636 A.2d 1335
• Plaintiff elevator operator filed a negligence action against defendant elevator installer to recover injuries he sustained when the elevator fell. The trial court granted a motion for summary judgment and directed a verdict in favor of the elevator installer. The elevator operator challenged the order of the appellate court (Connecticut), which reversed and remanded the case for a new trial.
• The elevator operator was injured when an elevator he was operating fell. The facts indicated that the elevator installer installed the elevator 61 years prior to the accident. The trial court directed a verdict in favor of the elevator installer and the appellate court reversed and remanded the case for a new trial.
• Is exclusive control of an instrumentality by a defendant required for the doctrine of res ipsa to be properly invoked?
• While the res ipsa loquitor doctrine may only be invoked where a defendant is in control of the instrumentality causing the injury, the “control” requirement is satisfied even in circumstances where a defendant is not in exclusive control of an instrumentality, so long as a nondelegable duty rests on the defendant to ensure the safety of the instrumentality.
• The doctrine of res ipsa loquitur applies when three conditions are satisfied: the situation, condition, or apparatus causing the injury must be such that in the ordinary course of events no injury would result unless from a careless construction, inspection or user; both inspection and user must have been at the time of the injury in the control of the party charged with neglect; the injurious occurrence or condition must have happened irrespective of any voluntary action at the time by the party injured. Whether the doctrine applies in a given case is a question of law for the court.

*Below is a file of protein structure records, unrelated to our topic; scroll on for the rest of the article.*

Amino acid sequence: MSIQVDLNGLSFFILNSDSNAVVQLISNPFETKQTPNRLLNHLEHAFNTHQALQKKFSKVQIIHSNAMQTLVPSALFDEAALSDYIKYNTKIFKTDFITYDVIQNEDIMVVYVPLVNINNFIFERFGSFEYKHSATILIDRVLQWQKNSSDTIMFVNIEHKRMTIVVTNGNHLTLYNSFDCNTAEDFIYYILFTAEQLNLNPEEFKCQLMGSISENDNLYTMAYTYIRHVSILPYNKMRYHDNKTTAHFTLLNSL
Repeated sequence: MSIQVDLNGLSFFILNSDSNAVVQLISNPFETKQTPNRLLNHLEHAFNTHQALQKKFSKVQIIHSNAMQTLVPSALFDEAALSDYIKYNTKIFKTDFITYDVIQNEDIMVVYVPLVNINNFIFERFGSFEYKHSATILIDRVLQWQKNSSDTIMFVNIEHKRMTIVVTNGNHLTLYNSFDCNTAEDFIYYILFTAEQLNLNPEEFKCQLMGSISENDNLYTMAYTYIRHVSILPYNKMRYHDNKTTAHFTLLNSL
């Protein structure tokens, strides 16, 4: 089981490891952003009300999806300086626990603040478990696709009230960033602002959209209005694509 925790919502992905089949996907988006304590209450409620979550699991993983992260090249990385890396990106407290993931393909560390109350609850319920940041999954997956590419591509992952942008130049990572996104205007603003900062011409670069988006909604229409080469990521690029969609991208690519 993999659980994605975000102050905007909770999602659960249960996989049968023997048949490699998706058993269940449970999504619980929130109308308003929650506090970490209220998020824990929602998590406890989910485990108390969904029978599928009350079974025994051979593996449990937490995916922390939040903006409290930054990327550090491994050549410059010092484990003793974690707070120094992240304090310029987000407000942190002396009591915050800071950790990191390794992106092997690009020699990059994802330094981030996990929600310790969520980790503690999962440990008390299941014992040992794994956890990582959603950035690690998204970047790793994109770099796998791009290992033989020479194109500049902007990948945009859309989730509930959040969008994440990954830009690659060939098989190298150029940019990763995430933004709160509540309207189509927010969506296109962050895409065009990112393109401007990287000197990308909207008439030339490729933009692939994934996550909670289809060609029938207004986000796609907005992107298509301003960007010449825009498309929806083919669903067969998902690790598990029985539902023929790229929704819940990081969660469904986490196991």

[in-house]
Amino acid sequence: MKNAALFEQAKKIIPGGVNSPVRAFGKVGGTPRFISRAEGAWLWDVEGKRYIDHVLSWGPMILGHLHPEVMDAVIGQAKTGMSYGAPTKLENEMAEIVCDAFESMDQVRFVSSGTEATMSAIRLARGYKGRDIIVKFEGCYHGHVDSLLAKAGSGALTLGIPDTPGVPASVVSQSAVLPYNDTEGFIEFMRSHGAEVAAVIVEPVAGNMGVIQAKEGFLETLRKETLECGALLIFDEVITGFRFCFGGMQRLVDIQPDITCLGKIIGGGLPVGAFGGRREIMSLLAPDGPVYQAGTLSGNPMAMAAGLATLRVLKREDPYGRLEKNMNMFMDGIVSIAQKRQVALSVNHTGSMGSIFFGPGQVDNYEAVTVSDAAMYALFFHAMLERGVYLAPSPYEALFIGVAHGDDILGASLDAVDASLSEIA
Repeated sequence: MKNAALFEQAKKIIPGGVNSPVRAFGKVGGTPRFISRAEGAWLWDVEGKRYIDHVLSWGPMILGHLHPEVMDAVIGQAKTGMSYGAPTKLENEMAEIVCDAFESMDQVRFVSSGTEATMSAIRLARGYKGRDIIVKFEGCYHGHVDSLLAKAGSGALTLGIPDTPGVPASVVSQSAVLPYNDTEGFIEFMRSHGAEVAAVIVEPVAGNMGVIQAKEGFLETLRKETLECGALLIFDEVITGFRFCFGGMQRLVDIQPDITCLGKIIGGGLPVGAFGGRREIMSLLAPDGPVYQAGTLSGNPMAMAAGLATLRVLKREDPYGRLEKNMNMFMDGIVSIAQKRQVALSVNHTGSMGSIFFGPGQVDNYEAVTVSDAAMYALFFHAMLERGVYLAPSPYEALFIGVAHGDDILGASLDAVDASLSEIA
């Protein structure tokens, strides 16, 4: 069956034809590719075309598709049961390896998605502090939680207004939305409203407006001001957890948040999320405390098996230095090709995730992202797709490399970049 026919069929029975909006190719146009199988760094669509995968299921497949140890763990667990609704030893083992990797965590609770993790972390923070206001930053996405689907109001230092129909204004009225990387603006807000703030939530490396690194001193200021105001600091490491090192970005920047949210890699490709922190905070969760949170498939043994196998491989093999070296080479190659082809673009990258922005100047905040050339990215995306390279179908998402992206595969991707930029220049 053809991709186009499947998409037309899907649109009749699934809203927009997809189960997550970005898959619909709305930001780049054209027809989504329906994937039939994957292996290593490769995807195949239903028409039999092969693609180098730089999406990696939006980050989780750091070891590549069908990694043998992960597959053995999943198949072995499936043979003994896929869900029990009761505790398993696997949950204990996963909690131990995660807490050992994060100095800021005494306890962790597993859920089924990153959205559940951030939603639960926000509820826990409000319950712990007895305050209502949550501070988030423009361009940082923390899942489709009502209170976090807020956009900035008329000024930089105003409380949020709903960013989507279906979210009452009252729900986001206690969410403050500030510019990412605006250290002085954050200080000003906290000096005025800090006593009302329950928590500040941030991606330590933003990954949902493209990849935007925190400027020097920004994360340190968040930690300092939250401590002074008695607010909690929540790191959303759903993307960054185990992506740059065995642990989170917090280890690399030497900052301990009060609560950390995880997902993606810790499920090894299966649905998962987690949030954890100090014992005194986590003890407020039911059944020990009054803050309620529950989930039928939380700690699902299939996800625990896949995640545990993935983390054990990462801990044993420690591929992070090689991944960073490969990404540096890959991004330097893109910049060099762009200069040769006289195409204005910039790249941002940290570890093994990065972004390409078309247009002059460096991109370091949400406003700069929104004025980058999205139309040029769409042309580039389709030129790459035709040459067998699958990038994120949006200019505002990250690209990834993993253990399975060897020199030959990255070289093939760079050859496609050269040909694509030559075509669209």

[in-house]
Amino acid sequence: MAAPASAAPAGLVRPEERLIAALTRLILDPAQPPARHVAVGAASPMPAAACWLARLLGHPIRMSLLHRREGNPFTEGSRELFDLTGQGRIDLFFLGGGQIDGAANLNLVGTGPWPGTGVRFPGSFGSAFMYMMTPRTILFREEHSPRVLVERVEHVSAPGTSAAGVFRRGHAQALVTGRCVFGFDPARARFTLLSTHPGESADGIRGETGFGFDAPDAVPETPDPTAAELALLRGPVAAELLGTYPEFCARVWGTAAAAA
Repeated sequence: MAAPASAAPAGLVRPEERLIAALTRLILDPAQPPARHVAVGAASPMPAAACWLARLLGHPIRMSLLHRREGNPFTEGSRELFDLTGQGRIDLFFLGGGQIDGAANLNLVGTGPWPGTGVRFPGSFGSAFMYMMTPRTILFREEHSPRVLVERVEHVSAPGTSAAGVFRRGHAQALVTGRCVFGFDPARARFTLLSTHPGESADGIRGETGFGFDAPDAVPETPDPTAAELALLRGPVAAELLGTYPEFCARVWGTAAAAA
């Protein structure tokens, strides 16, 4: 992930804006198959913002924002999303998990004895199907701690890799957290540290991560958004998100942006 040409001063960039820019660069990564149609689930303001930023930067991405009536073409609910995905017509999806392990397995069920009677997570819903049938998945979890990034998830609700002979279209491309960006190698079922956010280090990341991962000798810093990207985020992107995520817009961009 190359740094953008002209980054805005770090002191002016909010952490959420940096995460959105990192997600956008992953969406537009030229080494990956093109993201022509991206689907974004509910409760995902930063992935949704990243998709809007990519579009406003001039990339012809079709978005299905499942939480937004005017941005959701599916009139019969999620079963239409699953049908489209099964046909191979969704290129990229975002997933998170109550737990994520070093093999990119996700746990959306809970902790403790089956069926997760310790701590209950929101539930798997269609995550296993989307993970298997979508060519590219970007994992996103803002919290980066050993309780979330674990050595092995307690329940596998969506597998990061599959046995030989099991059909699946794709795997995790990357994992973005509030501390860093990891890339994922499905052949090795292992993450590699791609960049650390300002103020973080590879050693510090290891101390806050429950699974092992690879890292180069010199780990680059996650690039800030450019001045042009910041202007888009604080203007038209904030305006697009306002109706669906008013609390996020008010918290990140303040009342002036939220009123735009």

• To avail herself of the inference afforded by the res ipsa loquitur doctrine, a plaintiff must demonstrate that a defendant was responsible for the specific instrumentality that caused the event.
• ”‘Control,’ if it is not to be pernicious and misleading, must be a very flexible term. It may be enough that the defendant has the right or power of control, and the opportunity to exercise it . . . . It is enough that the defendant is under a duty which he cannot delegate to another..
• In many jurisdictions, courts now deemphasize the role of exclusive control as a condition of res ipsa loquitur, even though their earlier decisions included such a requirement.
• The court affirmed the order that reversed a directed verdict in favor of the elevator installer and remanded the case for a new trial on the issue of whether the elevator installer was liable under the theory of negligence for the injuries the elevator operator sustained when an elevator he was operating fell.
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